The Virtualization Practice

Tag Archive for Hyper-V

The Linux Kernel Virtual Machine (KVM) has been available for some time in, for example, Ubuntu 8.0.4 LTS (Released April 2008). KVM is widely used and stable and it is high time that Red Hat who acquired KVM when they purchased Qumranet in September 2008, started to move their customers onto it – at least to remove the uncertainty in the customer base.

Is VMware trying to remake itself? To Compete with Microsoft?

With all the rebranding going on with VMware, I find it interesting that the new logo for VMware is similar to Microsoft’s logo. A single name instead of the cool boxes they used to have. Did VMware’s brand loose its focus while we were not watching? Is this why VMware is rebranding everthing? Is VMware really trying to remake itself to be more like Microsoft?

There have been several interesting posts in the blogosphere about virtualization security and how to measure it. Specifically, the discussions are really about the size of the hypervisor footprint or about the size of patches. But hypervisor footprints from a security perspective are neither of these. The concern when dealing with hypervisor security is about Risk not about the size of the hypervisor or the size of a patch it is purely about the Risks associated with the hypervisor in terms if confidentiality, availability, and integrity.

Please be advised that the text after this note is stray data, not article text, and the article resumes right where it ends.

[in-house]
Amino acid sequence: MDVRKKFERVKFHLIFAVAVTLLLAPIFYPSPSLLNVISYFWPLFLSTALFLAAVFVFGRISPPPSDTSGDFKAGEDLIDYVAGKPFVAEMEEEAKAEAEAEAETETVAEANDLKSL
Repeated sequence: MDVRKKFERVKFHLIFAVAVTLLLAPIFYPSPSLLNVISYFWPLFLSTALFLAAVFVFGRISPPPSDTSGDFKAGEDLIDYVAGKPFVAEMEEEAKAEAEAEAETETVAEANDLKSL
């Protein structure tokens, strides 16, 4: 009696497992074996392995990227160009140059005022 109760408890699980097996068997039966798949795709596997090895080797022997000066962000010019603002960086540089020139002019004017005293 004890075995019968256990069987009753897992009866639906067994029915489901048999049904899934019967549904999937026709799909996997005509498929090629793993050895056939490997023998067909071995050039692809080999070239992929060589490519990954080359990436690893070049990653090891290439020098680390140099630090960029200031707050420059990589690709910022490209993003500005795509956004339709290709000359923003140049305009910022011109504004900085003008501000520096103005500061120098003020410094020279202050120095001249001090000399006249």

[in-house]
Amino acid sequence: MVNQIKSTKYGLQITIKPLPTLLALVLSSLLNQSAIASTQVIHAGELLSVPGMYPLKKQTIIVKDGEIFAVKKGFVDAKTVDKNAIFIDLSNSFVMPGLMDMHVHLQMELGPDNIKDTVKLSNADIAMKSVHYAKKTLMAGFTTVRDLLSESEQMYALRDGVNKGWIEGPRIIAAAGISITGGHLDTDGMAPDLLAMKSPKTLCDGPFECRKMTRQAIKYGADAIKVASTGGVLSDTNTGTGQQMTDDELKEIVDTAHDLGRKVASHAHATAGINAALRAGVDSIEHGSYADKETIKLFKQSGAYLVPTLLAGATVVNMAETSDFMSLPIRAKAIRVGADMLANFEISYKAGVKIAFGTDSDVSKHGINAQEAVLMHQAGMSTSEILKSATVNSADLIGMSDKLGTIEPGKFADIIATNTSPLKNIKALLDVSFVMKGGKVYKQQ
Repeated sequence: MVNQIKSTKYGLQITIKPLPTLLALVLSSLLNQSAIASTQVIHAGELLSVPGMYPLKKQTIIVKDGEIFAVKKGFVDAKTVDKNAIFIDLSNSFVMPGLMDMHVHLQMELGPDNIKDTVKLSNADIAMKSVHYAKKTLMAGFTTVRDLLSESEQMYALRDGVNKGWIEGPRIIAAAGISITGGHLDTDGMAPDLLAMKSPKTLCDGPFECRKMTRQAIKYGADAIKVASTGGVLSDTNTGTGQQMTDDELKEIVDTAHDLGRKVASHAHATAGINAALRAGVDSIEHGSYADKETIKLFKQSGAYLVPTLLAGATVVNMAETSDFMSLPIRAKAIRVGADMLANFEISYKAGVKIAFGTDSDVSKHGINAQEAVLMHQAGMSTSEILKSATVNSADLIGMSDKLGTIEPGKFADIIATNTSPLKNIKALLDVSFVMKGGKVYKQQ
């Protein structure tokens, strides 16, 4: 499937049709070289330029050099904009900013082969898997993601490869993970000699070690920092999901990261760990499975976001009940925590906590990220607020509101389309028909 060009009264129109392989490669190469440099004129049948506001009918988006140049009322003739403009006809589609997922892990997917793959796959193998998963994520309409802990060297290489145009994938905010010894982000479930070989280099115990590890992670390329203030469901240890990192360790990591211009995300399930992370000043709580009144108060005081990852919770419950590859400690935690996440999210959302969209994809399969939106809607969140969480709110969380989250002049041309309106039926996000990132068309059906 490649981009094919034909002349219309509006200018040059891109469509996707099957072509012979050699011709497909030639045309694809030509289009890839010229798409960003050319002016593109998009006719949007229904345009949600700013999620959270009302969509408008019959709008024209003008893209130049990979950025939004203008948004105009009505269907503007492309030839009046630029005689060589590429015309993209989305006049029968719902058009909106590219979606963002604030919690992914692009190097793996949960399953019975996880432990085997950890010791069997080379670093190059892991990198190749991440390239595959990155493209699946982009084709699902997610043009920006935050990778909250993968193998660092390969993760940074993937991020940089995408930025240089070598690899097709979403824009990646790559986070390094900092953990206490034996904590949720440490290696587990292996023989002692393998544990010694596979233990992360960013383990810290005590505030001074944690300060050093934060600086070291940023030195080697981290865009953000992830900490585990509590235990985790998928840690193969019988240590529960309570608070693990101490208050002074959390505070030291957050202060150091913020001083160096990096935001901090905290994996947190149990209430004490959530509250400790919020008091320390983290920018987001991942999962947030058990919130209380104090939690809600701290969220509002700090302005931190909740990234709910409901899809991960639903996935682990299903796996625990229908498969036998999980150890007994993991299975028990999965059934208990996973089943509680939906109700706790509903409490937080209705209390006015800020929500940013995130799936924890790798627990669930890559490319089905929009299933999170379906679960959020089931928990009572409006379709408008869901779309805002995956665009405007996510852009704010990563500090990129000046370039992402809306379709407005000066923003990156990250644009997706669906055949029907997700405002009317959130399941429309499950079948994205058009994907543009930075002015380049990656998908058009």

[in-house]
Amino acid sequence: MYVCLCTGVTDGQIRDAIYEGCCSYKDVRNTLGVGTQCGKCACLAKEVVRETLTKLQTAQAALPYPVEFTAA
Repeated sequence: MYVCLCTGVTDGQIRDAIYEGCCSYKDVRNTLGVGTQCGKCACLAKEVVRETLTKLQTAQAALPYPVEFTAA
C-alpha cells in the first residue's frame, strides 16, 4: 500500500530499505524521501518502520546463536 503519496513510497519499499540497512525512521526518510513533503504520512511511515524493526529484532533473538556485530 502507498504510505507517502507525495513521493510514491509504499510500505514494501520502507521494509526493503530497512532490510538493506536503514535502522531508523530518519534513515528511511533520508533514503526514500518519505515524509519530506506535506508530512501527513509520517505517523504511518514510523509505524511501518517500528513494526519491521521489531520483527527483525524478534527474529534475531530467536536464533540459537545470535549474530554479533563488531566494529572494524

While VMware is being lead by two executives, Paul Maritz and Todd Nielson who were instrumental in the establishment of Windows as a dominant platform, VMware is today still not acting like a true platform company. Windows became a dominant platform because Microsoft structured its business model around making the platform a success. This included a laser like focus upon the success of the platform, and an approach to partnering that is still unmatched in the industry. VMware can make vSphere into a dominant platform, but only if VMware adopts some plays from Microsoft’s book.

There has been quite a bit of debate about SMB virtualization and what they want. However, no one has really looked into whether or not the SMB can afford virtualization. There is quite a bit of talk that says that the SMB wants everything for free, or that they will get immediate benefits from virtualization, but can they actually afford VMware, HyperV, XenServer, or KVM?